|Medieval English is difficult for a writer to capture without totally confusing the reader at times. New author Sarah McKerrigan appeared to decide about halfway through to start using phrases and words that were more common then, such as “anon” and “forsooth,” an archaic word meaning "indeed." She used this word at least one time per page and sometimes more often. It was so distracting that I found myself counting how many times it was used or skimming down to see if it was there again whenever I turned the page. The sad thing is that this occurred during what was supposed to be the climax of what had been a very engaging story. And it dropped my rating from a recommended status to an acceptable status.
Lady Danger introduces us to the three sisters of the Clan of Rivenloch. Dierdre and her sister Helena have been raised as boys, taught how to fight and now that the Lord is showing signs of dementia, they have been running the keep and training the knights. Muriel, the youngest, has been raised differently and appears weaker to her sisters. When the King declares that a Norman Knight will marry one of the girls to protect the keep from marauding bands of English and others, the girls decide that it must be Dierdre. She is the oldest and most likely to maintain her will against the Norman scum. Muriel goes behind their back however, and offers to marry the man when he comes. Dierdre plots to intercede and does indeed end up married to the man.
Sir Pagan Cameliard is a seasoned warrior and leader of the renowned Knights of Cameliard. He sees the three girls bathing in a pond and picks out Muriel due to what he sees as her easy manner. He also has a run in with Dierdre when she sneaks up on him and his man Colin as they are spying on the girls. She uses her sword to leave them without pants – not exactly a peaceful way of starting a relationship.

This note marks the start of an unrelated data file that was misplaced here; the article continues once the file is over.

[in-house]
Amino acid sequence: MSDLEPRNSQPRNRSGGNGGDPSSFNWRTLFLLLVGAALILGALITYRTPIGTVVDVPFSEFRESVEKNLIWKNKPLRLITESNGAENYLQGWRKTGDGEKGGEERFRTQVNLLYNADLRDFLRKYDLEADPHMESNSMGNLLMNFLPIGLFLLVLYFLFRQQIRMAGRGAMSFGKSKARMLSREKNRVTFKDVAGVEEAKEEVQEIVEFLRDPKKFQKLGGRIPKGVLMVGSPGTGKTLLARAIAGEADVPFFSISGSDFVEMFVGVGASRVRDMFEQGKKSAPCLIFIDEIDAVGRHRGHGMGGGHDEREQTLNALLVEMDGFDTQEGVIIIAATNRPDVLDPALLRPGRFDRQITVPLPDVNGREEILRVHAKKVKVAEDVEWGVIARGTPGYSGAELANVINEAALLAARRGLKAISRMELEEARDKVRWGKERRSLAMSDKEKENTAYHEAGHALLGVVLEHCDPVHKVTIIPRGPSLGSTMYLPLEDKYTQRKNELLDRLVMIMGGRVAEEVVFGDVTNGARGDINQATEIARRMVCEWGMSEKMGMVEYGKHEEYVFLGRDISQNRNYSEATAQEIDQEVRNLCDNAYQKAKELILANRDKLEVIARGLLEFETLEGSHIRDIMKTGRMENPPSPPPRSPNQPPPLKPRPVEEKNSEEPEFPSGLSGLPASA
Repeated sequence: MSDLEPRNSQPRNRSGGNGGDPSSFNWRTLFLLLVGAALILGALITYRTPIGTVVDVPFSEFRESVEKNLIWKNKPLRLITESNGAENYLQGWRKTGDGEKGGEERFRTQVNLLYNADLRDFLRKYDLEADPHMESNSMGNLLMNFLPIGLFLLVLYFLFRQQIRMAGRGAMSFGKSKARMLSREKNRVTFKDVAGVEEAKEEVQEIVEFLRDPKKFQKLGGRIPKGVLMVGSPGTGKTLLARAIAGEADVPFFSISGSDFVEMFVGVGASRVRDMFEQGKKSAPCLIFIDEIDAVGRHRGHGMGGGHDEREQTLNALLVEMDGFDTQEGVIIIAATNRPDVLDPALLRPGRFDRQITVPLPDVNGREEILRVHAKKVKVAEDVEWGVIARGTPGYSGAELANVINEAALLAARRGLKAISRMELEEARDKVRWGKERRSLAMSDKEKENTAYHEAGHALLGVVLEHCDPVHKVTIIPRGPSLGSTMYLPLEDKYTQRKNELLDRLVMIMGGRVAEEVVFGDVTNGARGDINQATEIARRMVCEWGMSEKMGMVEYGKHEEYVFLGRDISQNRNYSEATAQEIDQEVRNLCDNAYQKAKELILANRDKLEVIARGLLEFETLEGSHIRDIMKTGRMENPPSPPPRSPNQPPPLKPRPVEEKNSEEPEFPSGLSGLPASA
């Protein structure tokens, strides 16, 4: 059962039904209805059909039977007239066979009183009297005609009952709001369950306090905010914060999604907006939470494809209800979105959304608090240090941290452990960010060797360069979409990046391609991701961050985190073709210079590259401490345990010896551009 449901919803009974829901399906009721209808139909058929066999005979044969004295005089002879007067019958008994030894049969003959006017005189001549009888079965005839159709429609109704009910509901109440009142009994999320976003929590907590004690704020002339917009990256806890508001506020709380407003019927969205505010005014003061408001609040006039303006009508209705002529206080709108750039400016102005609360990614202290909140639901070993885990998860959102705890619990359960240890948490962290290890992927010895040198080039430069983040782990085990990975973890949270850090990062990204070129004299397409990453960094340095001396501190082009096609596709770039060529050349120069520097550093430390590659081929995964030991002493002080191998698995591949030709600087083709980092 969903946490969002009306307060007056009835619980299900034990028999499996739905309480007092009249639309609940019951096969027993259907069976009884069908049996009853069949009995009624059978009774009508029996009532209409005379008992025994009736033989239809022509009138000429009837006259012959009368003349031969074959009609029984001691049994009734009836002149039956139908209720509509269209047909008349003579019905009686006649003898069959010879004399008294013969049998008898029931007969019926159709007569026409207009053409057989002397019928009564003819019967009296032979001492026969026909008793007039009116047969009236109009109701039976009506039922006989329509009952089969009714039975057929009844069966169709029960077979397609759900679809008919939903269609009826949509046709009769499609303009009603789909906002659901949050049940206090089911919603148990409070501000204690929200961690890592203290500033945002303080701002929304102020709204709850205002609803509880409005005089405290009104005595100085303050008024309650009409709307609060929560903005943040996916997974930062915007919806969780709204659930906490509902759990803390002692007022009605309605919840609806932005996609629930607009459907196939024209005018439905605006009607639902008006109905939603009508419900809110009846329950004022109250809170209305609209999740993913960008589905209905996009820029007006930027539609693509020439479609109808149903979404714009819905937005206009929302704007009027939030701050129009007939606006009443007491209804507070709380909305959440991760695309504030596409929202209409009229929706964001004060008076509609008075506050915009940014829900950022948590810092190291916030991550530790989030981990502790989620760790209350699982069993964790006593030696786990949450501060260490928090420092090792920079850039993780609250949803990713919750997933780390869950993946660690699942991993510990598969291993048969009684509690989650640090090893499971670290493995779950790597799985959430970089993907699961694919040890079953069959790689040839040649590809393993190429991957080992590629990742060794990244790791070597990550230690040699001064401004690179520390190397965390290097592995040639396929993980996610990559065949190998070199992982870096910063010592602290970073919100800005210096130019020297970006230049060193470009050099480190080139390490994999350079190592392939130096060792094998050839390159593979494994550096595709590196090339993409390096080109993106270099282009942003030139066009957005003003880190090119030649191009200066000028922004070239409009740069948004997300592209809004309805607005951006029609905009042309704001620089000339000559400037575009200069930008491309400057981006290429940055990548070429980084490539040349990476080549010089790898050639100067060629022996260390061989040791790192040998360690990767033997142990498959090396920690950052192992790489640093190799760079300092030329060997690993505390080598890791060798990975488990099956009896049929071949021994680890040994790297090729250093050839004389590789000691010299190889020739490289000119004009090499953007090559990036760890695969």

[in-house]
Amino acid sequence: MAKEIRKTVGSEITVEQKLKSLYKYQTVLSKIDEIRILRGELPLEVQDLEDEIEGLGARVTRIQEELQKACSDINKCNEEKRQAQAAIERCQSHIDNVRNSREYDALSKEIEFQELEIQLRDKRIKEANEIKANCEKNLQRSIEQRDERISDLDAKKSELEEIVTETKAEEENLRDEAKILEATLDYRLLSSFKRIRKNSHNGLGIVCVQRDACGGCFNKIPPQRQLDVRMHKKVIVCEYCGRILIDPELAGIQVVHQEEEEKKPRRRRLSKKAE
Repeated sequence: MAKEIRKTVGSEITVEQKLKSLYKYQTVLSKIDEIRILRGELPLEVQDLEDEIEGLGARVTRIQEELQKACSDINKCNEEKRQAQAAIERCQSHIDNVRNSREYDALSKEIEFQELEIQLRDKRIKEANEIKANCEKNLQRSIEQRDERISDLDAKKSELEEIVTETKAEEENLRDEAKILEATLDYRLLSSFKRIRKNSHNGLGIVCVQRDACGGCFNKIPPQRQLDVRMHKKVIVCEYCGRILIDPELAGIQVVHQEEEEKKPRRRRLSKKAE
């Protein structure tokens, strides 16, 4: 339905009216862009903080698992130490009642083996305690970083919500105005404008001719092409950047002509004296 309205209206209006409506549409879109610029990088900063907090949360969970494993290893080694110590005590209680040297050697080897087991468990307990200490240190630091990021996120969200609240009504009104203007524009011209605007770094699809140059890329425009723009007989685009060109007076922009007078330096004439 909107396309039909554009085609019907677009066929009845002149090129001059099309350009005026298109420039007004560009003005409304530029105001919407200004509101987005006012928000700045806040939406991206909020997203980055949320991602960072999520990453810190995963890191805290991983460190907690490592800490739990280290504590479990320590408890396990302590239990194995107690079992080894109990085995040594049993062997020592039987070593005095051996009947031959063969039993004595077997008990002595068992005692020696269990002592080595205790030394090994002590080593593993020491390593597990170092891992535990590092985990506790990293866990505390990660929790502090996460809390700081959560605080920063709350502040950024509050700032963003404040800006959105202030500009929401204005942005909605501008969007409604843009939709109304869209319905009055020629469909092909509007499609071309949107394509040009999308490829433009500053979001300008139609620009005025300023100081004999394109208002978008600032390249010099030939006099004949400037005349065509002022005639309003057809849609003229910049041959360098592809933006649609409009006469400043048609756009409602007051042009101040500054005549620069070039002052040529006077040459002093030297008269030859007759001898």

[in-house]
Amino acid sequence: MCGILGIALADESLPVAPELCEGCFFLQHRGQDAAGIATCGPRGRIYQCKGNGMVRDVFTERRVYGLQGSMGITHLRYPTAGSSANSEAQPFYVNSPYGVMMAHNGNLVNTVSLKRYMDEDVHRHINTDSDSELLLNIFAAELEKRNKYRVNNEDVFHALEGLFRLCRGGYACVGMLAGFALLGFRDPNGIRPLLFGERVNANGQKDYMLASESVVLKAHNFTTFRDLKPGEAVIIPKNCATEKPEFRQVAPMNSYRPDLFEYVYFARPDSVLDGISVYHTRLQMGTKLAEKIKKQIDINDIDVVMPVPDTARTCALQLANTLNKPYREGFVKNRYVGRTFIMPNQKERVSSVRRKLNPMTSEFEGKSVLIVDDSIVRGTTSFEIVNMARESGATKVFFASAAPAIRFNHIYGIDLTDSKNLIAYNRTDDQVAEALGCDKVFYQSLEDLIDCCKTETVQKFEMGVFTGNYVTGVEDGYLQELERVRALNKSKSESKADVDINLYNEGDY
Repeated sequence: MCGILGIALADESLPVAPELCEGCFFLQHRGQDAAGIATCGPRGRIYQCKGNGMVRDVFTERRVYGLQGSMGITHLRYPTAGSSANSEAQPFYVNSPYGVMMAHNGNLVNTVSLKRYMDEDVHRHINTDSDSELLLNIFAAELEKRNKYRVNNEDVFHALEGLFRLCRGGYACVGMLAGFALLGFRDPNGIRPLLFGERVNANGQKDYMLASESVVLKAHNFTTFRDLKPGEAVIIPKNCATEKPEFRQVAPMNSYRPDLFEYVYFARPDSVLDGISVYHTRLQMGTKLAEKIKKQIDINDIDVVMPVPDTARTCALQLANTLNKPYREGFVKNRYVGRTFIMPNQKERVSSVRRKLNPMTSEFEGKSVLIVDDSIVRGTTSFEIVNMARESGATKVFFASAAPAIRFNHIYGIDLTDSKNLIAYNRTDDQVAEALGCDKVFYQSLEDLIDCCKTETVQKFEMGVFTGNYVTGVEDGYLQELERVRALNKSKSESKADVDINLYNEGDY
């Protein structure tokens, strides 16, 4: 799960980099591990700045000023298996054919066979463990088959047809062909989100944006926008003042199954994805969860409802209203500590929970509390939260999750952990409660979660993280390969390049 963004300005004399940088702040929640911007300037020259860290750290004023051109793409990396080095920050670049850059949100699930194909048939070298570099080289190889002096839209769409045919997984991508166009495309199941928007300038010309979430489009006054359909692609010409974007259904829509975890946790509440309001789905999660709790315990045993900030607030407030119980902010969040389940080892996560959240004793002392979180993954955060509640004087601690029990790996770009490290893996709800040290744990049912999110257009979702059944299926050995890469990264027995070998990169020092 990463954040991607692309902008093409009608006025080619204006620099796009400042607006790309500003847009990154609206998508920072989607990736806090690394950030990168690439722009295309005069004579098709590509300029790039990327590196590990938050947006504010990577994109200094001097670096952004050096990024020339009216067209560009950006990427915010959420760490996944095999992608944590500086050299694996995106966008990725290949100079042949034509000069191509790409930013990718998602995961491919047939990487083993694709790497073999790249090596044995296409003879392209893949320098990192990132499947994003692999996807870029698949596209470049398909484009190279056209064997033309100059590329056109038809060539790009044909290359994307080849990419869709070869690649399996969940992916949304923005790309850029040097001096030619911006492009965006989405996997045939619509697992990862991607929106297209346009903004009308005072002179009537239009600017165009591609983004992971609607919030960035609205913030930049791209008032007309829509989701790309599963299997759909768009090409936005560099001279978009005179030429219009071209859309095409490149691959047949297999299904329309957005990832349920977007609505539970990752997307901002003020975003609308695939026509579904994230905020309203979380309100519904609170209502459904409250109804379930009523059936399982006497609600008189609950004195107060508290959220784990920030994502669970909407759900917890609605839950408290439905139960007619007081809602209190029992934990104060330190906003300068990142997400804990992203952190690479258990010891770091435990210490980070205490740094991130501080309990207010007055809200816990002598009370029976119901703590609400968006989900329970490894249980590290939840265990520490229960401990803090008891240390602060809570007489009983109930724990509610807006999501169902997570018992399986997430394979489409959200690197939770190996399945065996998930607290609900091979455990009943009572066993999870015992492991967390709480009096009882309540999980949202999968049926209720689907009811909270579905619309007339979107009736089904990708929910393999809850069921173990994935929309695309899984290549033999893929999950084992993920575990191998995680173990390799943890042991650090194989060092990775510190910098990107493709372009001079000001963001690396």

The rest of the tale engages the reader as Dierdre, known as the Warrior Maid of Rivenloch, slowly earns Pagan’s respect as she wields her sword and runs her keep. Dierdre slowly accepts Pagan as he works to restore the defenses of the keep and bring her inexperienced knights up to par with his own knights. They have a major battle of wills as Dierdre refuses to let Pagan bed her and he has vowed to Helena not to take her sister by force. The seduction game is on and while playing, the two fall in love, as they learn about their strengths and weaknesses and as they work together to protect the keep. When threatened by the English, the battle is engaged.
Helena and Colin leave the keep in a sub plot, setting up their story in the next novel. Since Helena is so headstrong, she would have dominated the story, no doubt. As it is, alone and without Helena’s verbal haranguing, Dierdre was able to grow beyond her distrust of the enemy and learn the good about the Normans and what they bring to her life using her own brains and emotions. Muriel is the most intriguing of the sisters, as she seems to have secrets not yet revealed. Her story should be interesting too.
Pagan is a good hero, not afraid to show his softer side and very much a man with a will of iron. His control of his lust is admirable. He is smart and yet struggles with his need to protect and to allow Dierdre to be the person she can be. Pagan may be a tad too good to be true, but he is a fun hero and one the reader will root for in the end. His scenes of seduction are warm and once they agree to consummate their marriage, Dierdre and Pagan are well matched! They burn up the sheets and a number of other places.
The story moves along nicely and anon, there is adventure, friction, seduction, loving and even some laughing. Forsooth, Lady Danger is a medieval that seems mostly true to the setting and McKerrigan is a writer to keep an eye on in the future. Ballocks! It is just unfortunate that the language of the day is the downfall of the tale.